form = NameForm()
    if form.validate_on_submit():
        session['name'] =
        return redirect(url_for('index'))
    return render_template('index.html', form=form, name=session.get('name'))

Flashing changes:

Use the flash() method


@app.route('/', methods=['GET', 'POST'])
def index():
    form = NameForm()
    if form.validate_on_submit():
        old_name = session.get('name')
    if old_name is not None and old_name !=
        flash('Looks like you have changed your name!')
        session['name'] =
        return redirect(url_for('index'))
    return render_template('index.html',
        form = form, name = session.get('name'))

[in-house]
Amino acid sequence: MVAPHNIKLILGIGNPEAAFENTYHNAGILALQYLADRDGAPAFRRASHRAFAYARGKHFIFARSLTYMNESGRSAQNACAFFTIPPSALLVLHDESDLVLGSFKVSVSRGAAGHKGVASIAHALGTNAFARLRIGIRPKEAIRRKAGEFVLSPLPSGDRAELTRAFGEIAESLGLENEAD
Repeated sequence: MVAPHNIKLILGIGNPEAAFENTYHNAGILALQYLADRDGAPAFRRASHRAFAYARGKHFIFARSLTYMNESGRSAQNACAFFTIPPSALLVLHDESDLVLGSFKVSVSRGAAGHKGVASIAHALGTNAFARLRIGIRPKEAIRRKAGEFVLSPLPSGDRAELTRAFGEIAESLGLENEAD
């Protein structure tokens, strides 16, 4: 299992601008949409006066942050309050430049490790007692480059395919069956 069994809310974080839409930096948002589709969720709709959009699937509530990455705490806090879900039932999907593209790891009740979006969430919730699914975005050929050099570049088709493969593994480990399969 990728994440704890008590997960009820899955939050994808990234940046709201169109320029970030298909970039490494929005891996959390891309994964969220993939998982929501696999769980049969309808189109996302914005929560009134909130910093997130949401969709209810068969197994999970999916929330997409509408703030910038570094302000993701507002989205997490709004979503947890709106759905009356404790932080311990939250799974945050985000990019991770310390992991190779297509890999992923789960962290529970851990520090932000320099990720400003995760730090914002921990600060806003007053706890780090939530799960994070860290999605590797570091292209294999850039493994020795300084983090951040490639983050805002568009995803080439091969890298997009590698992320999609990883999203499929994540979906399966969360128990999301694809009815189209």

<!-- html -->
{% block content %}
    <div class="container">
        {% for message in get_flashed_messages() %}
            <div class="alert alert-warning">
                <button type="button" class="close" data-dismiss="alert">&times;</button>
                {{ message }}
        {% endfor %}
        {% block page_content %}{% endblock %}
{% endblock %}


$ pip install flask-sqlalchemy
DB engine URL
MySQL mysql://username:password@hostname/database
Postgres postgresql://username:password@hostname/database
SQLite (Linux, macOS) sqlite:////absolute/path/to/database

Db configuration:

import os
from flask_sqlalchemy import SQLAlchemy
basedir = os.path.abspath(os.path.dirname(__file__))
app = Flask(__name__)
    'sqlite:///' + os.path.join(basedir, 'data.sqlite')
db = SQLAlchemy(app)

Defining models:

class Role(db.Model):